- "Exceptional roles in Hollywood acceptable : Priety". The Hindu. Chennai, India. 20 September 2006. Archived from the original on 23 December 2007. Retrieved 6 November 2007.
- "Awards 2008". Chicago International Film Festival. Archived from the original on 5 January 2009. Retrieved 27 January 2009.
- Mukherjee, Madhureeta (17 October 2006). "Preity manages traffic on the road!". The Times of India. Archived from the original on 10 November 2012. Retrieved 4 November 2007.
- Sharma, Madhvi (7 March 2007). "Women need no inspiration". The Times of India. Archived from the original on 13 January 2009. Retrieved 22 November 2007.
- Joshi, Shriniwas (16 March 2007). "Glamour girls from Himachal Pradesh". The Tribune. Archived from the original on 14 September 2013. Retrieved 8 May 2008.
- Sharma, Mandvi (24 June 2006). "'I would've been the PM'". The Times of India. Archived from the original on 6 November 2011. Retrieved 24 June 2006.
- Khubchandani, Lata (22 May 2000). "I had this illusion that filmstars are like kings and queens". Rediff.com. Archived from the original on 24 November 2007. Retrieved 15 September 2007.
- Lancaster, John (23 January 2003). "Bollywood Star's Act Makes Her a Hero, and Possible Target". The Washington Post. p. A16. Archived from the original on 5 November 2012. Retrieved 24 May 2008. (Registration/purchase required)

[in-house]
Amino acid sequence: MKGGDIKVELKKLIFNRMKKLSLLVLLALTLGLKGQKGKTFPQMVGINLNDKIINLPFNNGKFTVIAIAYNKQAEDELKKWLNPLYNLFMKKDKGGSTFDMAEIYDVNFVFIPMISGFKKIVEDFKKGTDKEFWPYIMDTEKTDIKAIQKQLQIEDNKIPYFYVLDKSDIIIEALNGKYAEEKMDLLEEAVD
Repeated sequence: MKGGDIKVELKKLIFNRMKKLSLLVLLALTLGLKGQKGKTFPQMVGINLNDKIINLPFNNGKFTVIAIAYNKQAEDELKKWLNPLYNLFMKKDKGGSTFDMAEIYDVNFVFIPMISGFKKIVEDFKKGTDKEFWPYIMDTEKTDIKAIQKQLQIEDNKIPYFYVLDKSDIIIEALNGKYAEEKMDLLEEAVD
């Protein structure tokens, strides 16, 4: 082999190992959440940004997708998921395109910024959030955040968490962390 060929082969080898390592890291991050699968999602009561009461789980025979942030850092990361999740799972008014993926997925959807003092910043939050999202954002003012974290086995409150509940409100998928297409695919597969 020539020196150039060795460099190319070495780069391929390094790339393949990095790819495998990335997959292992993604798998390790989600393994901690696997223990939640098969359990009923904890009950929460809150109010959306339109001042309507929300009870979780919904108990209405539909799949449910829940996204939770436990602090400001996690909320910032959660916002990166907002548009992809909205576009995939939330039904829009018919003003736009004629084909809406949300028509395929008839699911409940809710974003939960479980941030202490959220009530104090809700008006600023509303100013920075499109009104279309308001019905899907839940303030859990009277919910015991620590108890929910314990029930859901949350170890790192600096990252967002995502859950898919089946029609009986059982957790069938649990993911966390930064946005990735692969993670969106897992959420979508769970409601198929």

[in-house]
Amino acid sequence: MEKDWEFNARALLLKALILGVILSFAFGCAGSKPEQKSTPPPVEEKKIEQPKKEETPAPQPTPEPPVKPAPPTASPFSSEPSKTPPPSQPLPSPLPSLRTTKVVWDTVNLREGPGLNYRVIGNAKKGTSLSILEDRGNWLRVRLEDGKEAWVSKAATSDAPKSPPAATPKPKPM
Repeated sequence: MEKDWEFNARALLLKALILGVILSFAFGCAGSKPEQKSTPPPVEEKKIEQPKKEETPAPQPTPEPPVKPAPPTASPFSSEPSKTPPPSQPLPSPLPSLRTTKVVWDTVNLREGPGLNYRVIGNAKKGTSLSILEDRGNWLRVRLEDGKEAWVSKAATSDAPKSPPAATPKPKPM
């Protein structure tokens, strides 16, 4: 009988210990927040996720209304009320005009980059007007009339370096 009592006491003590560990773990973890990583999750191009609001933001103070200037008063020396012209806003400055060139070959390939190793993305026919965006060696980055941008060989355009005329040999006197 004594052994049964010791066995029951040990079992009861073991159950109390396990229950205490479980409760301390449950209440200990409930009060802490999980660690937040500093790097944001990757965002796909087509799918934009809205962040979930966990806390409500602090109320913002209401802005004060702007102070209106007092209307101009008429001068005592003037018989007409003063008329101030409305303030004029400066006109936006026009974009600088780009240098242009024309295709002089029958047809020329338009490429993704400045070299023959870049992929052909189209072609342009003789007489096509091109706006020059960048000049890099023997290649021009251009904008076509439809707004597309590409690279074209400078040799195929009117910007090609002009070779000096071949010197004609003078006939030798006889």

- Khubchandani, Lata (4 May 2006). "My Fundays – Preity Zinta". The Telegraph. Archived from the original on 30 September 2007. Retrieved 7 May 2007.
- Siddiqui, Rana (9 September 2002). "Poised for pretty good times!". The Hindu. Chennai, India. Archived from the original on 23 December 2007. Retrieved 9 November 2007.
- Hahn, Lorraine (11 January 2005). "Bollywood Actress, Preity Zinta Talk Asia Interview Transcript". CNN. Archived from the original on 21 November 2007. Retrieved 8 November 2007.
- BAFTA Goes Bollywood: Preity Zinta. 15 August 2006. Event occurs at 01:40 – 07:00.
- Chopra, Anupama (18 September 2000). "Sassy Sirens". India Today. Archived from the original on 24 November 2010. Retrieved 24 January 2011.
- "Box Office 1998". Box Office India. Archived from the original on 23 October 2013. Retrieved 8 January 2008.
- Ravi, P.R. (26 September 1999). "I want to tell my story from the woman's point of view". The Tribune. Archived from the original on 31 August 2015. Retrieved 21 April 2015.
- "Sitting Pretty". India Today. 30 November 1998. Archived from the original on 24 September 2015. Retrieved 21 April 2015.
- Mittal, Madhur (5 September 1999). "Preity act". The Tribune. Archived from the original on 4 March 2016. Retrieved 22 April 2015.
- Us Salam, Ziya (9 September 2002). "Affairs of the heart". The Hindu. Archived from the original on 26 November 2002. Retrieved 26 December 2007.
- Padmanabhan, Savitha (3 November 2000). "Film Review: Mission Kashmir". The Hindu. Retrieved 6 November 2007.
- "Box Office 2000". Box Office India. Archived from the original on 23 October 2013. Retrieved 8 January 2008.